The most relaxed in the class

College is at once enlightening and taxing. The more a student gives to their college experience, whether it be studying, getting involved in clubs or sports, or just getting to class on time, the more they get out of the experience. If that student gives their all to school, they get a lot back—know-how, time management, friends, knowledge, and a precarious path to their future career. However, during that time when a student is giving so much of their time, energy, and mind power to their education, it can backfire on them: their bodies and minds can start to suffer from lack of sleep, high levels of stress, and the impossibility of getting everything done.

In order to make the best of their college experience, students should have an outlet that lets them relieve stress, catch up on sleep, and help retain the information they need to succeed. One perfect solution to the speed and stress of school is to take a break – and go float.

Floating to Relieve Stress

Class time, studying, jobs, clubs, extracurricular activities, social endeavors, and sleep can become a balancing act for any student. Throwing on top of that the big decisions that students have to make about their futures without knowing what will come of them makes a student’s life extremely stressful.

Luckily, floating is the perfect pastime to reduce stress. Being in the float pod takes away the distractions of the outside world and lets you really relax. According to NPR, preliminary studies have shown that after an hour of floating, the amygdala, the brain’s center of fear and anxiety, has quieter activity. Floating has also shown to lower blood pressure and levels of cortisol, which is called “the stress hormone.”

Stress relief is one of the primary benefits of floating—it’s no wonder, either. Float pods create the perfect relaxing environment by removing outside distractions, letting the strained student brain take a rest.

Floating to Catch Up on Sleep

What student hasn’t stayed up to the wee hours of the morning to study for that one impossible exam or finish that fifteen-page paper, single spaced? Being on the go and working all the time means that most students don’t get the amount of sleep they need. To be exact, according to the University of Georgia, most college students get an average of 6 hours of sleep a night, which usually isn’t enough for the average adult to remain mentally or physically healthy. The good thing is that floating can help students get their sleep schedule back on track, or at least give them a nice nap.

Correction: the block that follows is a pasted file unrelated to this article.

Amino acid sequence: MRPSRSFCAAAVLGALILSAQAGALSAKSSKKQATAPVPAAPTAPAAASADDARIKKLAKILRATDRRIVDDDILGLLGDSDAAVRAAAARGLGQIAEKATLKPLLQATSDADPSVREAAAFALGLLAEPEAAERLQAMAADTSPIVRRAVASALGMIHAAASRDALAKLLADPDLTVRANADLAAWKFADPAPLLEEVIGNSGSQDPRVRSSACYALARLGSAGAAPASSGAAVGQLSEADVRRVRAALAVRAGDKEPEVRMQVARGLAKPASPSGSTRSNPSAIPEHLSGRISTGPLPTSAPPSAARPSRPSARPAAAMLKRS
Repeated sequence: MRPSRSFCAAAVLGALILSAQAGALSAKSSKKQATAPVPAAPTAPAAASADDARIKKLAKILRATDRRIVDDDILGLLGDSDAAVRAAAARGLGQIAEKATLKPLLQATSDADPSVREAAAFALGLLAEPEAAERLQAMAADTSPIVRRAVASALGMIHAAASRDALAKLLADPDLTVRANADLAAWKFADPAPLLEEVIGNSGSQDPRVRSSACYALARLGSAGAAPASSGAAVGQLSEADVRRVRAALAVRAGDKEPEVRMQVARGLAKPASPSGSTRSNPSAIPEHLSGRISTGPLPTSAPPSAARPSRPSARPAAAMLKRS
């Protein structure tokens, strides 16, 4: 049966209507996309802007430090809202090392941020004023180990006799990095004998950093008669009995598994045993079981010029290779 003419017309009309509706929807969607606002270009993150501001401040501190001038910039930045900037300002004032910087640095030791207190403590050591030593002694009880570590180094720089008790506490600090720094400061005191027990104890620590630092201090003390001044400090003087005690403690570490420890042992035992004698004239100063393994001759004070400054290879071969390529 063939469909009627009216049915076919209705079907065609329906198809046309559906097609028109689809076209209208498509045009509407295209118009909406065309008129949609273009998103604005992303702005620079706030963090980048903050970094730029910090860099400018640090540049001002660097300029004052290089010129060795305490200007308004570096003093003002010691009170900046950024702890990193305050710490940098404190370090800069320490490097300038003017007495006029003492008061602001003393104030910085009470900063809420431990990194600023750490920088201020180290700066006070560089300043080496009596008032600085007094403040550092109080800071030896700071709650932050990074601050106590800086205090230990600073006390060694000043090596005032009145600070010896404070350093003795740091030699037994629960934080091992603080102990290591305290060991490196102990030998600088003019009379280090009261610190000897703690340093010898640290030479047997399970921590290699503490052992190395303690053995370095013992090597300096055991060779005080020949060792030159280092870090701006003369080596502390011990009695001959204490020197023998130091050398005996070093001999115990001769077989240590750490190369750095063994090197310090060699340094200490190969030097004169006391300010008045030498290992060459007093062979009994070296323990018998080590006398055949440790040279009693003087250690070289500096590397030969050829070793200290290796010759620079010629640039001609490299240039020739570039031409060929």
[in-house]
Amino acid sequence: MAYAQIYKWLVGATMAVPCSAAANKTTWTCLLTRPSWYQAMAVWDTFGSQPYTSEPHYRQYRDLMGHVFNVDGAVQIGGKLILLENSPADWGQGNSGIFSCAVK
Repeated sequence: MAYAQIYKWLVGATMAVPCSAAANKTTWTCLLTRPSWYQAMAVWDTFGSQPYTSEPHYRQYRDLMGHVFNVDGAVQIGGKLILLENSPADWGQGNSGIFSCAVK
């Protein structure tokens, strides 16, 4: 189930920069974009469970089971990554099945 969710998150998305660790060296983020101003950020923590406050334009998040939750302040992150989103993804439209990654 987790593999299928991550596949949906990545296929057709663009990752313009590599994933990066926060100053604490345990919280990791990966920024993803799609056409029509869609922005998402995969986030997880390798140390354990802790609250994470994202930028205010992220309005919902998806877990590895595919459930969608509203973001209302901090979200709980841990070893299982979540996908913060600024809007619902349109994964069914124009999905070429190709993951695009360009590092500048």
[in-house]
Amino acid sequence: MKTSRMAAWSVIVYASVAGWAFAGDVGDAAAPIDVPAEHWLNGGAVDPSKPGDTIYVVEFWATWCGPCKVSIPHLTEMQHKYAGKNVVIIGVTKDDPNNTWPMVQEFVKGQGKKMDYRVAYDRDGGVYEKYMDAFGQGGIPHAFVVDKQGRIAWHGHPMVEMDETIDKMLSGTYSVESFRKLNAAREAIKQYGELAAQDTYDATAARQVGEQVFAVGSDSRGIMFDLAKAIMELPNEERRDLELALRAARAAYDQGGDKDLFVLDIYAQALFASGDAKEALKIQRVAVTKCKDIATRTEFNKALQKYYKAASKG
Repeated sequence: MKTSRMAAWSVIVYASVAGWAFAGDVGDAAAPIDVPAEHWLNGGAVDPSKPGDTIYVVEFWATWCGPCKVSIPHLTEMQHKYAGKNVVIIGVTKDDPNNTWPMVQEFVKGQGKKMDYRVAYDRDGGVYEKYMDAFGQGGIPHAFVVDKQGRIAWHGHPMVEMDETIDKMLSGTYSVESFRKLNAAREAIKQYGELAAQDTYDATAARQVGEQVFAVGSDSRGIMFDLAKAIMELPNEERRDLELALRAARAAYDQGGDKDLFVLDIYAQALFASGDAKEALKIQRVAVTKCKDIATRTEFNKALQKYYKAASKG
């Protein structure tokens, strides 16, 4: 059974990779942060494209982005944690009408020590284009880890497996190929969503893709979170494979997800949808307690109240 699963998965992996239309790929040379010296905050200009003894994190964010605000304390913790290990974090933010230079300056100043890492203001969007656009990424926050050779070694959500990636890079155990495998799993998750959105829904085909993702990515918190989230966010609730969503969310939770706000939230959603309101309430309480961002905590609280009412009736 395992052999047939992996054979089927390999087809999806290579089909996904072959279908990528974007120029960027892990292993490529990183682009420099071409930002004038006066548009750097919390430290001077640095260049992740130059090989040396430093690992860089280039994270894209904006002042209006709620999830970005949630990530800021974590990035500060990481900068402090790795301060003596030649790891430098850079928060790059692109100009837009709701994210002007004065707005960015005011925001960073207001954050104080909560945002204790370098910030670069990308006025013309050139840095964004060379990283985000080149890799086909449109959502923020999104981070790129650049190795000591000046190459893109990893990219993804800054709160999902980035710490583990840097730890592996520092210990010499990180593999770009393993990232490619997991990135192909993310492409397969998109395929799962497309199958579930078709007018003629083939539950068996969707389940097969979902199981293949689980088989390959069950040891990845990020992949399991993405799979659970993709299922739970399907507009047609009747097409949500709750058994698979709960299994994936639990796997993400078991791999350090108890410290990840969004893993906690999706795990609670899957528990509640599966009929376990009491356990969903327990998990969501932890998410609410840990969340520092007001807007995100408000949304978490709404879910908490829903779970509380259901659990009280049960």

Whether you just want to fall asleep for an hour in the warmth and safety of the float pod, or if you are interested in fixing your sleep schedule, floating can help. Floating can put you into an intensely relaxed state that can mimic stages of sleep, including REM sleep, which can help restore sleep deprivation. In my experience, sleeping while floating has always left me feeling like I slept for hours rather than only sixty minutes, which can be a life saver during midterms and finals.

Floating to Retain Information and Inspire New Ideas

Whether you are a student who is trying to learn and retain new information important for your future, or if you are attempting to create something completely new, floating can help you on your education and creative endeavors.

When you are floating, you are in a space that creates sensory deprivation—meaning that stimuli such as noise, light, smell, feeling, and even gravity is all removed. These stimuli distract you from what’s going on in your brain. By putting yourself in a space where you are alone with your thoughts, you can access points in your mind that allow more creative thinking. Plus, floating puts your brain into a state of deep relaxation, which helps the memory center of the brain perform better. Floating right after studying or learning a new concept can be a great way to process and retain that new information!

If you are a student who gets stressed out and needs a breather during the school year, we hope you know that you should always take a break when you need one, even if it’s just taking an hour of your day to sit and read a book, take a nap, go for a run, or watch TV. We also want you to know that floating only takes an hour, and it has massive benefits for your health and well-being—so why not try it out?

Check Blue Oceans Float out on the Pocket Points app—and think about going for a float when a big exam rolls around. You won’t regret it.

For more information on the affects of floating on students, check out these articles:





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